Last Retreat

Last month I led my last retreat before my coming retirement at the end of the year. I realized I’ve been leading contemplative retreat for thirty years.

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I didn’t really know what I was doing when I began contemplative retreats in the early 1990s at Pasadena Mennonite Church. I am grateful for the trust of the congregational leadership of Jim Brenneman, Ceci Lance, and Rod Stafford.

I had an intuitive sense of how I wanted to shape the retreats based on the books Life Together by Dietrich Bonhoeffer and Celebration of Discipline by Richard Foster. Bonhoeffer described periods of silence with periods of engagement, and this is the model I have used: periods of silence in community and periods of engagement (aka: “talking”) which enabled those uninitiated to silence to enter silence more comfortably.  At various times I’ve included music and singing with varying degrees of effectiveness. (I still remember Molly and Tudor bursting out laughing at my awkward attempt to lead singing!)

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I am grateful for the variety of retreats I’ve led, and the trust participants placed in me. A few were more head-oriented which takes me out of my comfort zone. And some retreats were more meaningful than others and I am okay with that.

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I haven’t firmly shut the door to leading contemplative retreats in the future, but the door is closed for now. As I enter retirement I plan to rest, read (mostly novels), and move to Canada with Kevin in the late summer. After we’ve settled into our new lives perhaps I will consider leading retreats again.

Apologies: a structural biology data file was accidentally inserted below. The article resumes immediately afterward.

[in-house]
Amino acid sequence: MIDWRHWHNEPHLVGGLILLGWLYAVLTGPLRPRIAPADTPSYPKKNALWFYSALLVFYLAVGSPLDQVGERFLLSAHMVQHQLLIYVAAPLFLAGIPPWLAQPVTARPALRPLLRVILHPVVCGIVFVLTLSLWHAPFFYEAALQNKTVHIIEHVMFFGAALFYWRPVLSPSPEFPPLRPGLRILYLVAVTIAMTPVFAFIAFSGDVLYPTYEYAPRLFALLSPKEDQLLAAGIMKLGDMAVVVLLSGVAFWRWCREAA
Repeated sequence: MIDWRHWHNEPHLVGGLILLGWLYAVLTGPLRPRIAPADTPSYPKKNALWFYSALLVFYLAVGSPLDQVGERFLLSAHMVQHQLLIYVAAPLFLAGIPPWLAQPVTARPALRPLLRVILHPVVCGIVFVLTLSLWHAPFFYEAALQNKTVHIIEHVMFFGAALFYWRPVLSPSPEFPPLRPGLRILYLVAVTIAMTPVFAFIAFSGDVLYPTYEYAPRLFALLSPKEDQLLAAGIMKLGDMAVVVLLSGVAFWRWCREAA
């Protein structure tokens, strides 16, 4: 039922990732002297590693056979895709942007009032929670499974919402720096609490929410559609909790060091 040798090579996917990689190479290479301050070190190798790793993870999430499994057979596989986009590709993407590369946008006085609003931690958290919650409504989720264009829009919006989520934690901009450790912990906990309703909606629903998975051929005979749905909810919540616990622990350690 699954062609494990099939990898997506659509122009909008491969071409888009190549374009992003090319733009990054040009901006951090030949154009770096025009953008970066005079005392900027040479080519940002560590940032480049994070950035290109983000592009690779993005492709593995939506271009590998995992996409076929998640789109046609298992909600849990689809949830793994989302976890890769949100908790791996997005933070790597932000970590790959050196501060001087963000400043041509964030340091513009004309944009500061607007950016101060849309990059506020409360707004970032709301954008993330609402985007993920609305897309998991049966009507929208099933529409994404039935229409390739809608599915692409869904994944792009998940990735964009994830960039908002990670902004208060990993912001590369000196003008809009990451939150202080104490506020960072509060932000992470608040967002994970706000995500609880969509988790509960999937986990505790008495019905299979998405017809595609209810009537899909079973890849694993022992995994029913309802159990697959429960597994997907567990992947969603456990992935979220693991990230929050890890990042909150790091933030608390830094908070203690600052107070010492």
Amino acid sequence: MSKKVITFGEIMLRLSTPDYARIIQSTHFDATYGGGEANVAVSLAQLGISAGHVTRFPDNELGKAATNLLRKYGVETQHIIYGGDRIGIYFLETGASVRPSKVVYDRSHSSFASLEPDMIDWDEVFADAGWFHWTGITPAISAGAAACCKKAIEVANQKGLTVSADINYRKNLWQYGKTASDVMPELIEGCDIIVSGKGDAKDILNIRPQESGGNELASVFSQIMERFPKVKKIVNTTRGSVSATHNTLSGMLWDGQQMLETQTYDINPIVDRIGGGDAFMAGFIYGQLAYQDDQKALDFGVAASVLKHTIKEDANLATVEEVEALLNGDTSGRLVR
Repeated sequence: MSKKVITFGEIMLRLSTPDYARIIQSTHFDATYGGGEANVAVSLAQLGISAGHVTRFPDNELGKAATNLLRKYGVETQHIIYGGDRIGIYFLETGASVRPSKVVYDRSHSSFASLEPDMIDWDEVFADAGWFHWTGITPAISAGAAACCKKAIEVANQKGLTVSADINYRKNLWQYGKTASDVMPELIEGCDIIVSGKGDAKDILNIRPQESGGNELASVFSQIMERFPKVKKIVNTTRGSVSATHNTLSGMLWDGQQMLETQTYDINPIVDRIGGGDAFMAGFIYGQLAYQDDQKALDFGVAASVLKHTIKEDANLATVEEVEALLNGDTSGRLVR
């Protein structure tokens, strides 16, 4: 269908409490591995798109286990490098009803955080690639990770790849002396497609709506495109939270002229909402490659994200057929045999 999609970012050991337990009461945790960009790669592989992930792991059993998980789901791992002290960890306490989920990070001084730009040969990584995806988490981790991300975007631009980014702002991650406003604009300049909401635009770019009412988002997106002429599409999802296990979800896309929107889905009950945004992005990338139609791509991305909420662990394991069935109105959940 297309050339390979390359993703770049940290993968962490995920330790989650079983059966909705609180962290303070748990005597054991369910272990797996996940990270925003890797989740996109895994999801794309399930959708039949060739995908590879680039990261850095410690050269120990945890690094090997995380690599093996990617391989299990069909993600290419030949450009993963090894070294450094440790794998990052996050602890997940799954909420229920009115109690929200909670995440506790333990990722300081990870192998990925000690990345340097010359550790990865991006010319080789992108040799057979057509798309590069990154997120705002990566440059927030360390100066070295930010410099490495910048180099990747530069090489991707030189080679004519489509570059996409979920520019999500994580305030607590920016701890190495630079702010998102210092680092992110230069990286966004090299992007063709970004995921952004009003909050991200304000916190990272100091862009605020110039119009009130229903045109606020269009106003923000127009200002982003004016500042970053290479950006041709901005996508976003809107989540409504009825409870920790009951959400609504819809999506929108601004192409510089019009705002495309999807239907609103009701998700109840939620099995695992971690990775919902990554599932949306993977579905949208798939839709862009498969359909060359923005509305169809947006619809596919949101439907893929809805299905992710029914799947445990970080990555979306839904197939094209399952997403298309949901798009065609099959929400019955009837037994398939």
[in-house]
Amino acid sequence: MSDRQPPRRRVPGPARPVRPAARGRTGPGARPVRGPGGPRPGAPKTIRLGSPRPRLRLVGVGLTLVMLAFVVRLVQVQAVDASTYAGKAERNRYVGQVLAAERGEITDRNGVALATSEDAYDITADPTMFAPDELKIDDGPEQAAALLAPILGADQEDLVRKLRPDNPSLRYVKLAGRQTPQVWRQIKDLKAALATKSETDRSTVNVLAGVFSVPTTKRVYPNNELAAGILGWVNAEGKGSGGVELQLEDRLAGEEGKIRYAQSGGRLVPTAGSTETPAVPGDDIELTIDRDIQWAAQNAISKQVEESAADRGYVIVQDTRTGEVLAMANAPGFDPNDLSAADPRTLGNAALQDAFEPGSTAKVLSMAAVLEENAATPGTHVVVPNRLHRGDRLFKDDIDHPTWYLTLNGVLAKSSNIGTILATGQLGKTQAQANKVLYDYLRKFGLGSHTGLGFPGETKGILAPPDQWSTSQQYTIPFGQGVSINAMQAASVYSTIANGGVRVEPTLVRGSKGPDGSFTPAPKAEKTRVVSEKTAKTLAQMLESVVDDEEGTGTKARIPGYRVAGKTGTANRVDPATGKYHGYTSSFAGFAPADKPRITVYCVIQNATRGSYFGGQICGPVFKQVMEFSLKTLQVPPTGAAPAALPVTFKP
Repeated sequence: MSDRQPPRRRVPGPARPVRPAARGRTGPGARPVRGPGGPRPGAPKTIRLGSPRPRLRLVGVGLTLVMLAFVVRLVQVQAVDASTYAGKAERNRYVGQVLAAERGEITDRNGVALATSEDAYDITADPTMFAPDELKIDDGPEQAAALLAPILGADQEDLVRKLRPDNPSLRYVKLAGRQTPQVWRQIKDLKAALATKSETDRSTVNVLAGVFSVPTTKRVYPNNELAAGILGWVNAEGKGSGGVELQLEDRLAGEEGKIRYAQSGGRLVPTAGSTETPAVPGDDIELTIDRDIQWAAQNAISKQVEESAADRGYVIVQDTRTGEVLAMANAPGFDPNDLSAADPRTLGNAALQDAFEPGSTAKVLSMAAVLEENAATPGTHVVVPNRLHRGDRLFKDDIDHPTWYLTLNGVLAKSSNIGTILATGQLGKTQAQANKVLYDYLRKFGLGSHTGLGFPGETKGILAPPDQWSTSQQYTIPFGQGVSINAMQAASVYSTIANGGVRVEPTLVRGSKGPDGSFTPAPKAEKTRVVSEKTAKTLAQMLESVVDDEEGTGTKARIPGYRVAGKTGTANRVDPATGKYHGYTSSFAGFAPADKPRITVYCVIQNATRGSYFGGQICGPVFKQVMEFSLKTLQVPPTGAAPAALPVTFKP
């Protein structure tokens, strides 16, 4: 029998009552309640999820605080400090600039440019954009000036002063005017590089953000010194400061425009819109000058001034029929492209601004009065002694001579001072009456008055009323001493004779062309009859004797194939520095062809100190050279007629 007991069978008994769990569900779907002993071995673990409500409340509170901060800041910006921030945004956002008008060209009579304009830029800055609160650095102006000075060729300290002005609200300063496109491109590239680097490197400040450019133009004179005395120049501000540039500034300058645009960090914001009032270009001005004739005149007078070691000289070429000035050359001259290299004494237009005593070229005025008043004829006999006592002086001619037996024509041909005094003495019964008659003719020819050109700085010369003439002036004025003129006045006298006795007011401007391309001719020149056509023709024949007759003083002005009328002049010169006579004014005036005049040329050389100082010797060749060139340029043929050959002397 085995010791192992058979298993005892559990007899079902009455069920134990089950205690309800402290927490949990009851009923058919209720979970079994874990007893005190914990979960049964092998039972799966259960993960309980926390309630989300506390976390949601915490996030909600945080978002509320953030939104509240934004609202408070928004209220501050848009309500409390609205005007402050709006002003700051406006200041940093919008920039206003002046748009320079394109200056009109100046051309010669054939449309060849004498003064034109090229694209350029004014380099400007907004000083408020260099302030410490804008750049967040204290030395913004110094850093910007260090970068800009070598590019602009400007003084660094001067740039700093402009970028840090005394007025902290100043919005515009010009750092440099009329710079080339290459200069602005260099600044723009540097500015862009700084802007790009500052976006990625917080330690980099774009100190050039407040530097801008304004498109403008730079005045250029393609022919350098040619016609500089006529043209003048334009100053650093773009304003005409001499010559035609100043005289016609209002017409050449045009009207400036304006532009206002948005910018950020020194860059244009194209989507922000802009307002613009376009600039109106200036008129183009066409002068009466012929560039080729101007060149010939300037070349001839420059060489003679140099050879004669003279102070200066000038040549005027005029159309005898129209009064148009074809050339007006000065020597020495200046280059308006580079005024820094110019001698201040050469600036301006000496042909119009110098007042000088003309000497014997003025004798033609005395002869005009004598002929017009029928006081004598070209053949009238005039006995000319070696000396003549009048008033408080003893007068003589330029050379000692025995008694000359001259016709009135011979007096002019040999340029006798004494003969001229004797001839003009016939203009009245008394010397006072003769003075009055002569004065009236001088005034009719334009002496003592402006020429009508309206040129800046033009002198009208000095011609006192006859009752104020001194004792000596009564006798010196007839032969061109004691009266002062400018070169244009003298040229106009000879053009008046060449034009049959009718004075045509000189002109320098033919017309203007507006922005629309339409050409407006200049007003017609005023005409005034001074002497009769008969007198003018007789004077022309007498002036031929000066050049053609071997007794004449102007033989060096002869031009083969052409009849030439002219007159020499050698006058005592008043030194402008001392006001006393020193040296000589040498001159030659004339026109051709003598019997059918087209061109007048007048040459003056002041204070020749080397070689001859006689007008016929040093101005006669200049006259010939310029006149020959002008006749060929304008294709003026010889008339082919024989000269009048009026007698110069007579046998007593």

Life Transitions

 return slowly

(The Hermitage sign along the driveway for departing guests).

 

Greetings from Three Rivers, Michigan! My husband and I moved here almost a month ago—sold our home, sorted, packed, donated (and donated, and donated), and moved to join the residential community of The Hermitage, a contemplative retreat center.

At one point we seriously considered joining the residential community but it never seemed the right time. During a conversation with the Hermitage board someone asked Kevin is he was finished his library career and he realized there was more he wanted to explore. Within the past two years he sensed an inner restlessness and began to discern that he was ready to move on from library work. After pondering and praying we approached The Hermitage about joining the residential community. And here we are.

We are settling into our new home, new work, new schedule, new life. We are learning what it is to pray together as a community six days a week which includes weekly celebrating the Eucharist with one another. We are learning to work together which involves explaining and absorbing details such as which towels and sheets go into which guest room. Working together involves discussing and challenging and yielding and releasing of “my way.”

As Benedict stated in his rules for monastic life: Ora et labora. The literal translation is “Prayer and work.” It can also be translated as “Our work is our prayer; our prayer is our work.”

I discovered this prayer from the Common Prayer: A Liturgy for Ordinary Radicals which describes my inner restlessness and reflection these past several months:

Prayer for Major Life Transition

Lord, help me now to unclutter my life, to organize myself in the direction of simplicity.

Lord, teach me to listen to my heart, teach me to welcome change, instead of fearing it.

Lord, I give you these stirrings inside of me. I give you my discontent, I give you my restlessness. I give you my doubt. I give you my despair. I give you all the longing I hold inside. Help me to listen to these signs of change, of growth; help me to listen seriously and follow where they lead through the breathtaking empty space of an open door.